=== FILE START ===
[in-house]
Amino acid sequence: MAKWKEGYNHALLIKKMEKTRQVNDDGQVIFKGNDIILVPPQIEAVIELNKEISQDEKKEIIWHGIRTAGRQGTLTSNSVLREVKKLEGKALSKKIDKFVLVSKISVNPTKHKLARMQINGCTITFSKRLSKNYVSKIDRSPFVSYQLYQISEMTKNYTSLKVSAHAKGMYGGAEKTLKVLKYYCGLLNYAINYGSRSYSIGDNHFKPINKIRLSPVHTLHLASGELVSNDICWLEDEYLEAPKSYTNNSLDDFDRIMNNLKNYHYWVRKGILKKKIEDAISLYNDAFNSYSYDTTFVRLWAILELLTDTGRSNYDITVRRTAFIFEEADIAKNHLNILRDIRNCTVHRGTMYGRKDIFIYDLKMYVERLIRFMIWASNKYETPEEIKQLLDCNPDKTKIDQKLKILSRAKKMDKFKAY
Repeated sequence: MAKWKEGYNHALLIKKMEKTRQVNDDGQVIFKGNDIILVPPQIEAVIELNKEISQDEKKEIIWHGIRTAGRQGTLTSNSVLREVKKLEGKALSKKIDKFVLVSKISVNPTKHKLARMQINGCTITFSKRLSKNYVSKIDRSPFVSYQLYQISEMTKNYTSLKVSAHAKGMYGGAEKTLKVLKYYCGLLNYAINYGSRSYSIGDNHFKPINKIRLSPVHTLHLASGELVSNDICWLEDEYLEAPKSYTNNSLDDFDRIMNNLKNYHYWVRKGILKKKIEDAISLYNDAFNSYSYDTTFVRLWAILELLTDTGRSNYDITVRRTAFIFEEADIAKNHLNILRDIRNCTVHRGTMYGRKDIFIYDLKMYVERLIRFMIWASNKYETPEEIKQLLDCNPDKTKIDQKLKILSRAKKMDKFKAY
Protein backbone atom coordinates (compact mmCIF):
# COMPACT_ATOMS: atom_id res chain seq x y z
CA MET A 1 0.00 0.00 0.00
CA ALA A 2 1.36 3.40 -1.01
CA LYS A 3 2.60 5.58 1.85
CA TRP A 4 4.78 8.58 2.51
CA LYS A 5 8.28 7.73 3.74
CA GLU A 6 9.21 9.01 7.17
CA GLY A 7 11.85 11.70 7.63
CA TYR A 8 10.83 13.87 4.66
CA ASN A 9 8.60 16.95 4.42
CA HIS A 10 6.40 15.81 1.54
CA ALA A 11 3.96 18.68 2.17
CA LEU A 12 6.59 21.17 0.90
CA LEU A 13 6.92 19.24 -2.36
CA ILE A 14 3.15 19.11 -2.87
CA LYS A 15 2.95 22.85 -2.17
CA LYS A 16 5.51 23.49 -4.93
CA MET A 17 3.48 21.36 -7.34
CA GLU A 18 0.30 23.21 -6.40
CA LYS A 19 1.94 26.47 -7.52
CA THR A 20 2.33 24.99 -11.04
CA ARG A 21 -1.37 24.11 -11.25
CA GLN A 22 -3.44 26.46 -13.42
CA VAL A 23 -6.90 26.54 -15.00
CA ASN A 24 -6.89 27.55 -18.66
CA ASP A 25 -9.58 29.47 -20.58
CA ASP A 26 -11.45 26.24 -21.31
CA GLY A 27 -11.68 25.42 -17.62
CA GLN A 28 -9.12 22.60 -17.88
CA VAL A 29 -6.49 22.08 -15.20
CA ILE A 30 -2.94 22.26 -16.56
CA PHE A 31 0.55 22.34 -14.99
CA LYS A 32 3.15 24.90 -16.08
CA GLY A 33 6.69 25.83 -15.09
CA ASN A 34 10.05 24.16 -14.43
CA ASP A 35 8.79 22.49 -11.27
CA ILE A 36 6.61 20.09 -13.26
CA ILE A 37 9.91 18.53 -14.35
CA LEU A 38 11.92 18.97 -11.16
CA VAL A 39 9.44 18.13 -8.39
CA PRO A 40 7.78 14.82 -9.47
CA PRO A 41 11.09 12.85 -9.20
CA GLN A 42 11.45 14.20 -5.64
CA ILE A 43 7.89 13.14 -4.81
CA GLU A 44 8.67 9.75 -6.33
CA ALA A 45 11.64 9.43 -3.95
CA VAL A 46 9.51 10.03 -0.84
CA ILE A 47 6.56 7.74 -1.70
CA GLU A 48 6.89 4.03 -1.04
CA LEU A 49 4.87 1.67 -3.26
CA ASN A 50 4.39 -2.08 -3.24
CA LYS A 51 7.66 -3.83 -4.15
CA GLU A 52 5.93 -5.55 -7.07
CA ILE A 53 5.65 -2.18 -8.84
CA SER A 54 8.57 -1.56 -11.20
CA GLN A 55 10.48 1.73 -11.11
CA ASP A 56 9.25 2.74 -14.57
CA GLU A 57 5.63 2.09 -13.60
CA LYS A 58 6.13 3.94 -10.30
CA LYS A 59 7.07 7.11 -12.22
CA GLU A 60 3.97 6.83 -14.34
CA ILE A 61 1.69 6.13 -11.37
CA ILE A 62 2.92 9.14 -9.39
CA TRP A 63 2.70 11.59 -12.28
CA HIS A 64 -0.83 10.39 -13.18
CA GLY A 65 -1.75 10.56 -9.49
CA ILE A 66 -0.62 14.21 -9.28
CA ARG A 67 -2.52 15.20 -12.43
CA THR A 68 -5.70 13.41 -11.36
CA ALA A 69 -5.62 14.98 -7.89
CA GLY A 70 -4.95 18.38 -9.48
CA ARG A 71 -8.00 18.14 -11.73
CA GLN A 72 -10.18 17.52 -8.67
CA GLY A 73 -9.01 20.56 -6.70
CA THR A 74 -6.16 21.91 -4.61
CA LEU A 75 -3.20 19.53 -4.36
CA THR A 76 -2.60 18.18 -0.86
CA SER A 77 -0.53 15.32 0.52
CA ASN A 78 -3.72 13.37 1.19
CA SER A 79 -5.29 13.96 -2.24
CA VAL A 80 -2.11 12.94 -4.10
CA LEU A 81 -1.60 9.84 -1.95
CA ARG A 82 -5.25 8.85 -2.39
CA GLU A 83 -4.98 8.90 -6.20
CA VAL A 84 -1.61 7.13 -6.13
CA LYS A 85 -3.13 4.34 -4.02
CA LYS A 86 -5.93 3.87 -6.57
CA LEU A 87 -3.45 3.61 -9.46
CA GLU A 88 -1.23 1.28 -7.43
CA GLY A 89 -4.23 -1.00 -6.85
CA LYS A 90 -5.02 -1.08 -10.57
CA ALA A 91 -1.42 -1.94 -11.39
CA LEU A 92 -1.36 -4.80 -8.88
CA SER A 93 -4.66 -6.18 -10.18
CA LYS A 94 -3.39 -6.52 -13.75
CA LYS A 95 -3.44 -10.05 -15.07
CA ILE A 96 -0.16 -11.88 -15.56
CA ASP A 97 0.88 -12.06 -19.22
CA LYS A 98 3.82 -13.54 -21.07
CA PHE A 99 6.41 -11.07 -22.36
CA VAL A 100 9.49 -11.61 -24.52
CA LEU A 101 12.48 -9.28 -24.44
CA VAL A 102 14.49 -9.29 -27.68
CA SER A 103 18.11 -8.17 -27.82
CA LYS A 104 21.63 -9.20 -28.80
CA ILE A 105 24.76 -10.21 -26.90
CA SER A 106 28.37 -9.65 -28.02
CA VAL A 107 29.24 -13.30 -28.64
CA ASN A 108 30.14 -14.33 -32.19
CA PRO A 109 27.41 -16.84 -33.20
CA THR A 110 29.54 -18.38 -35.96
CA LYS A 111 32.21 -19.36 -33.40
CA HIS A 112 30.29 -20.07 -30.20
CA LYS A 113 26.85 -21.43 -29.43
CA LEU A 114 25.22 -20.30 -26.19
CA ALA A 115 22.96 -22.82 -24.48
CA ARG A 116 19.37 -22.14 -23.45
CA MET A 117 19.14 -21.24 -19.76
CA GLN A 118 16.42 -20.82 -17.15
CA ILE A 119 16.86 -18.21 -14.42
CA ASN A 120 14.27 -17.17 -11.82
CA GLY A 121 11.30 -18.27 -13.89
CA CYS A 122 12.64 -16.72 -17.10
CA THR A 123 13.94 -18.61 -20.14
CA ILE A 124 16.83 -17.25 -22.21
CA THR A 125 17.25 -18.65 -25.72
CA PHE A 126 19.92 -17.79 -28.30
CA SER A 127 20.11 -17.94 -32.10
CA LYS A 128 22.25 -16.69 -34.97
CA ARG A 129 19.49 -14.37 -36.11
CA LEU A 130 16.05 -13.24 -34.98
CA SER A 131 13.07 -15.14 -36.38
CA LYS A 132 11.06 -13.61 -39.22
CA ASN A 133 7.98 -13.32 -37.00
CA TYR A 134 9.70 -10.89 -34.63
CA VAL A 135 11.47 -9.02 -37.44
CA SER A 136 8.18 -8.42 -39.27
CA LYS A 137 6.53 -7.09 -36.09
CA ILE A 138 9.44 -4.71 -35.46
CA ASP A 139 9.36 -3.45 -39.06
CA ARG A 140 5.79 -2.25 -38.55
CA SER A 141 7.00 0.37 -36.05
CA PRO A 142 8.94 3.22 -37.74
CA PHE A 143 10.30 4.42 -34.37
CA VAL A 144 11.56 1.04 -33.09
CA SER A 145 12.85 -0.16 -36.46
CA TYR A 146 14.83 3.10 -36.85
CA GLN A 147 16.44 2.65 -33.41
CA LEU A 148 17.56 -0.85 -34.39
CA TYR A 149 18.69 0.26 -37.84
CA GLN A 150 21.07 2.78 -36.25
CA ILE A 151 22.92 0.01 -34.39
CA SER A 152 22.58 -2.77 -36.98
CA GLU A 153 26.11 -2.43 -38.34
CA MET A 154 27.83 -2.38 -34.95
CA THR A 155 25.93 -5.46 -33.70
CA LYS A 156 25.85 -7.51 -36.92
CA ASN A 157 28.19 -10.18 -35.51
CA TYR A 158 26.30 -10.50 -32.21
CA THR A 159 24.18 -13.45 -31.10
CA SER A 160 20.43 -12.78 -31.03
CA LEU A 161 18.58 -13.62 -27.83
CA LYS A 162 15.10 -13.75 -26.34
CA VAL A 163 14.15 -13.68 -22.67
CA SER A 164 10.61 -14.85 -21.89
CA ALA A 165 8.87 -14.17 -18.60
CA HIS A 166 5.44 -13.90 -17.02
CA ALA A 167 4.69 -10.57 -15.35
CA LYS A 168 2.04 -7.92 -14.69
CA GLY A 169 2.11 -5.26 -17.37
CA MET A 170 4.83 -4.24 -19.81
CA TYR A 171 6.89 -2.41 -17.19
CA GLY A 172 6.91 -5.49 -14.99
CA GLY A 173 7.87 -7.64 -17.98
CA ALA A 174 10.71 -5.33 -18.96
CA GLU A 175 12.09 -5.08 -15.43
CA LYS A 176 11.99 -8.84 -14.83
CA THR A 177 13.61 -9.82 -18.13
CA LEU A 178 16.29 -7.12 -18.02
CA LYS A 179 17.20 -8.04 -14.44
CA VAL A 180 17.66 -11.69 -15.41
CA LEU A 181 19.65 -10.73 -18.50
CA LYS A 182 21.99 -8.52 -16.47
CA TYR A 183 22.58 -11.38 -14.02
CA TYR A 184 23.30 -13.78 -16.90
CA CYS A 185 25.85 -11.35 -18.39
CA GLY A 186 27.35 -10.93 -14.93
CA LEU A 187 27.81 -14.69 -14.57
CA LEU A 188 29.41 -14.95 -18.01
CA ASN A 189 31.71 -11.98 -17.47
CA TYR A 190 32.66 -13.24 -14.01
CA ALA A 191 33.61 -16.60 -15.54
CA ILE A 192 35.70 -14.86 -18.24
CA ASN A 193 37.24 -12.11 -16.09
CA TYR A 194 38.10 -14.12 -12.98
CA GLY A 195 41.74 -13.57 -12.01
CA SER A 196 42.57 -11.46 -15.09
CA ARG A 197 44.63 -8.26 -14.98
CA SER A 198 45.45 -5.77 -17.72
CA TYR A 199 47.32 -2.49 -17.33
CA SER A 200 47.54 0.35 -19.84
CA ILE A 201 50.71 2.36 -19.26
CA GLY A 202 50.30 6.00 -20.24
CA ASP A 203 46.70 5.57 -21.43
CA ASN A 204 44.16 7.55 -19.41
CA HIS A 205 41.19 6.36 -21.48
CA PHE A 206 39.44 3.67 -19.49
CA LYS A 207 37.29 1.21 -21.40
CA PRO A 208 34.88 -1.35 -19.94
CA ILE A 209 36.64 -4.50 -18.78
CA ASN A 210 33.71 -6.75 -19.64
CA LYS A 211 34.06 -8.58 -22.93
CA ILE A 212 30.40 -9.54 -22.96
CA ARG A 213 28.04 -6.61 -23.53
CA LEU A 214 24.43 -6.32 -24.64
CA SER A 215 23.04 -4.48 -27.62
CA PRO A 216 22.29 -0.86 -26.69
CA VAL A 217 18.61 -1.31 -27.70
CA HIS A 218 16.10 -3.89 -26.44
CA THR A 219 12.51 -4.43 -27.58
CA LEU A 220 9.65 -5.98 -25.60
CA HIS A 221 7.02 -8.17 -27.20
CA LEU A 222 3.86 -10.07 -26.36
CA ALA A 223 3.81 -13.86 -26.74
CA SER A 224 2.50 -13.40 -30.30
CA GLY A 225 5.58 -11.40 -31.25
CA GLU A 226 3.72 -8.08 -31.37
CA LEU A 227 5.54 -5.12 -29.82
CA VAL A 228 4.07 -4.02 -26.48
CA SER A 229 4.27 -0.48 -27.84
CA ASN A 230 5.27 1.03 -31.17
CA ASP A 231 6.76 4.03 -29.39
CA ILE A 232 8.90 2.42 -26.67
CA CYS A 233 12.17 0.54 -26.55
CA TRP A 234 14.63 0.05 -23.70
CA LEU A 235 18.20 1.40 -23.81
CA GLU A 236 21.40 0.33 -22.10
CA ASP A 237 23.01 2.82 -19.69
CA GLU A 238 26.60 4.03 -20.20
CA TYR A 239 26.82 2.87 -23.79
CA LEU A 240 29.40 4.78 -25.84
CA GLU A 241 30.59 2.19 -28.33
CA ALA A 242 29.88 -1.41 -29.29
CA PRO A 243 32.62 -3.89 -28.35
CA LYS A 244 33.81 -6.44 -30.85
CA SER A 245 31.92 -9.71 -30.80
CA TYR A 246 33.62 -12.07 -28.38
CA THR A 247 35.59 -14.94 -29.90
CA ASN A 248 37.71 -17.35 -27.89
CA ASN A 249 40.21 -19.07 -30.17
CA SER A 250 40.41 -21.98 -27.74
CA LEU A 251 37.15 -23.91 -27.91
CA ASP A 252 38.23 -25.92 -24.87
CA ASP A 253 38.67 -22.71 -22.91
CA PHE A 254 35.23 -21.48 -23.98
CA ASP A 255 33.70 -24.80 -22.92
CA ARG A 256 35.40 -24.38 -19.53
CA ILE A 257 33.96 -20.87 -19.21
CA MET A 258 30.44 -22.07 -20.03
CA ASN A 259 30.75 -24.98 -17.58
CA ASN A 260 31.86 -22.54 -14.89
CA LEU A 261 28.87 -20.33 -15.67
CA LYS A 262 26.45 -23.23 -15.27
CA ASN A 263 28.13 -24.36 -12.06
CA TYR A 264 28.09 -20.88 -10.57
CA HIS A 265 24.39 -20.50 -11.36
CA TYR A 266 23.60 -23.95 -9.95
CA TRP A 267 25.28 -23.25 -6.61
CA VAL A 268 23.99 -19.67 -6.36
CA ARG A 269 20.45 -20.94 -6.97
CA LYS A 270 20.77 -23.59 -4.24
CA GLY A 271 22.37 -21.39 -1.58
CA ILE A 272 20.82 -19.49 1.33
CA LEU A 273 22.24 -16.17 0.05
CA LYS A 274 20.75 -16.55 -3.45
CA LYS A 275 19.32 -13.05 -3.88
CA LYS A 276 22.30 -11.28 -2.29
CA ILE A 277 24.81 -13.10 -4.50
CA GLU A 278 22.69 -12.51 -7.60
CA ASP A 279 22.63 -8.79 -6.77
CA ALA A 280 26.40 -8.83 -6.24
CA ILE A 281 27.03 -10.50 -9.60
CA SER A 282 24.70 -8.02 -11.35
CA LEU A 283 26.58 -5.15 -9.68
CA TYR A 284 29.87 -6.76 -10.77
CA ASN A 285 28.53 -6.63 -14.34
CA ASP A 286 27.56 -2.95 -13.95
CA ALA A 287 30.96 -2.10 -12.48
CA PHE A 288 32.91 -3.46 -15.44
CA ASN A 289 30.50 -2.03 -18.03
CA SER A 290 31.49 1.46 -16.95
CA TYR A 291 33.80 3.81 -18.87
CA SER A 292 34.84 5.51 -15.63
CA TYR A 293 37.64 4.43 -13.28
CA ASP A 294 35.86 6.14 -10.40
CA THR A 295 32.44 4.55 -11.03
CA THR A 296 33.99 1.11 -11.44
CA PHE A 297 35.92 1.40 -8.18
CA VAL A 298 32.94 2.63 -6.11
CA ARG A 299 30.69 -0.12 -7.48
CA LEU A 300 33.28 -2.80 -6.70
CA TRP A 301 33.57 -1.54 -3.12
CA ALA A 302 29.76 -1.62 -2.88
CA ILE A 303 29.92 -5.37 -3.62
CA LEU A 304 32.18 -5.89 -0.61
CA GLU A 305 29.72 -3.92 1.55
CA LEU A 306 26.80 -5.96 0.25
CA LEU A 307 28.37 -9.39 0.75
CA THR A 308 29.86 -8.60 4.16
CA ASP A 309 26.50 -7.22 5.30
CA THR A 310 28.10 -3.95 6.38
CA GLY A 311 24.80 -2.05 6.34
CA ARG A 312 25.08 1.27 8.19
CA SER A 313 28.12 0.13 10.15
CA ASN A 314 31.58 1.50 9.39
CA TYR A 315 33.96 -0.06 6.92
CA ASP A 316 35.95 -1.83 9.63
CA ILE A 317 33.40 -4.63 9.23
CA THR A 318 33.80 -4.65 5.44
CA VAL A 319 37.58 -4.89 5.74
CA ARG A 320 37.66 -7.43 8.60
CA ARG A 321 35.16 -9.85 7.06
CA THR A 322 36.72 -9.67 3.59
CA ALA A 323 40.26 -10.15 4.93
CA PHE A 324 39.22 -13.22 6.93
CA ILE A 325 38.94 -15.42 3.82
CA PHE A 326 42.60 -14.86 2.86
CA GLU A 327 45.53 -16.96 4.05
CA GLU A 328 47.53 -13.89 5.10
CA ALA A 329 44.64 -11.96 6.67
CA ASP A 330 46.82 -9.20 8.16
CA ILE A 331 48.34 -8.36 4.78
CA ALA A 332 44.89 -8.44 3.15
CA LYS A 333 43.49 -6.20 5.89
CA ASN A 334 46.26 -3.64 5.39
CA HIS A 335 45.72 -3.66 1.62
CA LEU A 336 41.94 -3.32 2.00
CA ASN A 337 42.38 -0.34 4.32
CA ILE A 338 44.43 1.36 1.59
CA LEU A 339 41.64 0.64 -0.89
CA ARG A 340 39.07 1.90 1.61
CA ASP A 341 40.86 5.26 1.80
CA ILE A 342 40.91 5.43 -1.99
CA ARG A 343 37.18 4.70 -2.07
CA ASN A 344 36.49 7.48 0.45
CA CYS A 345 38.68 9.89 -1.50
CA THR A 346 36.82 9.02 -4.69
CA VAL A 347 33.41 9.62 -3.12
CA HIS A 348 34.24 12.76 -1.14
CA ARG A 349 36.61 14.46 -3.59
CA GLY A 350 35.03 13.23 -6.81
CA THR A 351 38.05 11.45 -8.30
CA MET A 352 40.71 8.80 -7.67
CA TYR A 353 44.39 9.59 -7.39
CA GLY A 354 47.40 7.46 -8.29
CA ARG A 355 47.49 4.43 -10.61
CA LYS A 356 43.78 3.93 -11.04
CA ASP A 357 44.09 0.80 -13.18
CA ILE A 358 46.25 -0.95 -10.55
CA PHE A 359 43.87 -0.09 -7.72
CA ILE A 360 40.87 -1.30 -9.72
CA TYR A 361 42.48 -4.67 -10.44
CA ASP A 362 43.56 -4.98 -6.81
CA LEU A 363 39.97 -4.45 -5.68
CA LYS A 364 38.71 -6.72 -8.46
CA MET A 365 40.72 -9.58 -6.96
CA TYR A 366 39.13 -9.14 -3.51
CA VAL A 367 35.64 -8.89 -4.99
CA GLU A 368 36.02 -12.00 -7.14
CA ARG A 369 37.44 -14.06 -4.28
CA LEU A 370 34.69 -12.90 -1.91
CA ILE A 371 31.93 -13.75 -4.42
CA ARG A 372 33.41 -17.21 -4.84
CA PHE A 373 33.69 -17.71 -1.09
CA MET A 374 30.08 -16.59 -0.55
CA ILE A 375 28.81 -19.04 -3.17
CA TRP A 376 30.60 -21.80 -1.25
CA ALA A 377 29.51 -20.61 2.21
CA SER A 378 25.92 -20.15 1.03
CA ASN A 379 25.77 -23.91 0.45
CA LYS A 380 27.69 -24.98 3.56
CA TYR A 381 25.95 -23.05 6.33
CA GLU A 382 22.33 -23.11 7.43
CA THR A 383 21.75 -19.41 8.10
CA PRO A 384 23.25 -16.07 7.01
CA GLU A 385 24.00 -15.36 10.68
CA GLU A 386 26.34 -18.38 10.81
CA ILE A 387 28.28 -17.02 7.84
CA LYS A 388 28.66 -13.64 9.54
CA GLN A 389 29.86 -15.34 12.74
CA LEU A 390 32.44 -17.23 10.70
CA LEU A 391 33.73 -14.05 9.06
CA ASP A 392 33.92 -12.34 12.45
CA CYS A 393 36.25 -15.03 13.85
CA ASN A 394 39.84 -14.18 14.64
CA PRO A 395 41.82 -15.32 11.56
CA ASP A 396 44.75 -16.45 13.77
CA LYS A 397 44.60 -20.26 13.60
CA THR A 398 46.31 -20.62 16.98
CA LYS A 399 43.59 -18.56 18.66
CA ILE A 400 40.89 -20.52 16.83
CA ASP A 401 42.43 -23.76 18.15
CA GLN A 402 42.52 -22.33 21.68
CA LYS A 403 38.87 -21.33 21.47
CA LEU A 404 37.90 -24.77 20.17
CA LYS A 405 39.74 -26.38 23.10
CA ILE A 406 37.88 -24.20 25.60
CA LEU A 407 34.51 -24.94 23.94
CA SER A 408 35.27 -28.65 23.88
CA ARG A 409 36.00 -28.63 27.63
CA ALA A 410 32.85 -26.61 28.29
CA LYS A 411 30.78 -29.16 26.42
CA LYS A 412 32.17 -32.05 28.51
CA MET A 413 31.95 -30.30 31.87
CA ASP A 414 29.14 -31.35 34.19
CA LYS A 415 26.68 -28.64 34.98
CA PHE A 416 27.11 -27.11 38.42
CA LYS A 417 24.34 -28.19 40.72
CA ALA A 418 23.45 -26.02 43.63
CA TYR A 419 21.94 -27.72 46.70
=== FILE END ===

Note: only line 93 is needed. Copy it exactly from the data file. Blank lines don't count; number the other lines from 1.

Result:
CA GLU A 88 -1.23 1.28 -7.43